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'Unconscionable and Evil' Hospice Fraud Earns Exec 20 Years in Prison

Thousands of patients coerced into unneeded end-of-life care that cost Medicare millions

 Gavel and justice scales with stethoscope in the background
krisanapong detraphiphat/Getty Images

After being convicted of crimes that were lambasted as “evil” and “abhorrent,” a longtime hospice official in Texas was sentenced last week to 20 years in prison.

Rodney Mesquias, 48, of San Antonio, systematically built the Merida Group into a “massive enterprise” spanning the state, prosecutors said. In fact, the business run by Mesquias and associates was an “utterly corrupt enterprise riddled with lies."

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Thousands of vulnerable patients, some suffering from dementia, were lied to and manipulated and told they had less than six months to live. They then were enrolled in hospice programs and Medicare was billed.

Some patients placed in hospice programs were active individuals and not suffering from a deadly illness. One, in fact, worked as a Walmart greeter.

"The grist for defendants’ multimillion-dollar fraud scheme were thousands of vulnerable Medicare beneficiaries — elderly, disabled, infirm, physically impaired and in many instances suffering mental decline,” prosecutors said. Patients and their families were “manipulated and lied to,” government lawyers said.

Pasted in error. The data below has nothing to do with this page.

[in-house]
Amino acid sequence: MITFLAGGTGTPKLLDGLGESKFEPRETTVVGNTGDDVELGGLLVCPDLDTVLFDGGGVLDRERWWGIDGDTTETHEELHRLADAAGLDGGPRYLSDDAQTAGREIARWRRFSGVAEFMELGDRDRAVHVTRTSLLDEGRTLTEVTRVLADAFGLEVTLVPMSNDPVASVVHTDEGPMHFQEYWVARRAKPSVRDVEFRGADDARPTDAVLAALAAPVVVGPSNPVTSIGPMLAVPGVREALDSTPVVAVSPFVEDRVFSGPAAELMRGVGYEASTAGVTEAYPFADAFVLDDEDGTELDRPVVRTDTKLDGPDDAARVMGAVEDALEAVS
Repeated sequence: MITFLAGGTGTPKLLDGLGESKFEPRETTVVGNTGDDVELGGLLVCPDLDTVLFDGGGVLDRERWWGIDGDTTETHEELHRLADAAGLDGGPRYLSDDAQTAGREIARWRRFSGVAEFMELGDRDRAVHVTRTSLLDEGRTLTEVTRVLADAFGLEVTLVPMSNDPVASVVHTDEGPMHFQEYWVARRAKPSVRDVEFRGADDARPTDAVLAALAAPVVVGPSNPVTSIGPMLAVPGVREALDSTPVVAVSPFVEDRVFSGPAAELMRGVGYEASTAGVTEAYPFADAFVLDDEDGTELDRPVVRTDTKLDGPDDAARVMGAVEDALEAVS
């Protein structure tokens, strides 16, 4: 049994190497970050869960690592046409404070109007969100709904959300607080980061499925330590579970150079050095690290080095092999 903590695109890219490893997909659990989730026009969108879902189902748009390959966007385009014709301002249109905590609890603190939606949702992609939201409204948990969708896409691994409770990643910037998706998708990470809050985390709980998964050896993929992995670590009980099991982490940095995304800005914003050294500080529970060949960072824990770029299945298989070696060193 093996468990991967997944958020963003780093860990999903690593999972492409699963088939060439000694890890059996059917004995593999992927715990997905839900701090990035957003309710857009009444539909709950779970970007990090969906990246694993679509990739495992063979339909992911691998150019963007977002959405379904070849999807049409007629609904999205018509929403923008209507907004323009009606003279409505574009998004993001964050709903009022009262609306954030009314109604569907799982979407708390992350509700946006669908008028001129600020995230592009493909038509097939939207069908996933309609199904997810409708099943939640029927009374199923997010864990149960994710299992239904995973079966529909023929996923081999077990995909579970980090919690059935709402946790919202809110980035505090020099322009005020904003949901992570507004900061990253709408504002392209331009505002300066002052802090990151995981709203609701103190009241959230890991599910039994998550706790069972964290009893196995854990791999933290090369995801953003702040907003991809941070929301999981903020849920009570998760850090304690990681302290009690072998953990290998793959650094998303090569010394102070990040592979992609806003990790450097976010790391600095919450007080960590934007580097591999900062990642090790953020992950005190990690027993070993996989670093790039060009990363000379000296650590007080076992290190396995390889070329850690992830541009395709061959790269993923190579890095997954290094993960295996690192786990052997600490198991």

To advance the scheme, physicians were paid kickbacks for enrolling Medicare beneficiaries in hospice care. Nurses were told to falsely document patients’ conditions to support phony diagnoses. Medical records were falsified, making it appear patients were dying when they were not, and altered documents were given to a federal grand jury “to attempt to avoid indictment."

Las Vegas and Louis Vuitton

Authorities said Mesquias and his co-defendants spent the proceeds of their crimes on trips to Las Vegas, clothing from Louis Vuitton, luxury cars, including a Porsche, and tickets to premium sporting events.

At lavish parties in Las Vegas nightclubs, Mesquias treated doctors to “tens of thousands of dollars in alcohol and other perks in exchange for medically unnecessary patient referrals."

At sentencing, Mesquias was also ordered to pay $120 million in restitution to Medicare. His scheme operated for nearly a decade, from 2009 to 2018. At the heart of the case were 47,210 claims relating to 9,339 Medicare patients. Altogether, the billings exceeded $152.7 million.

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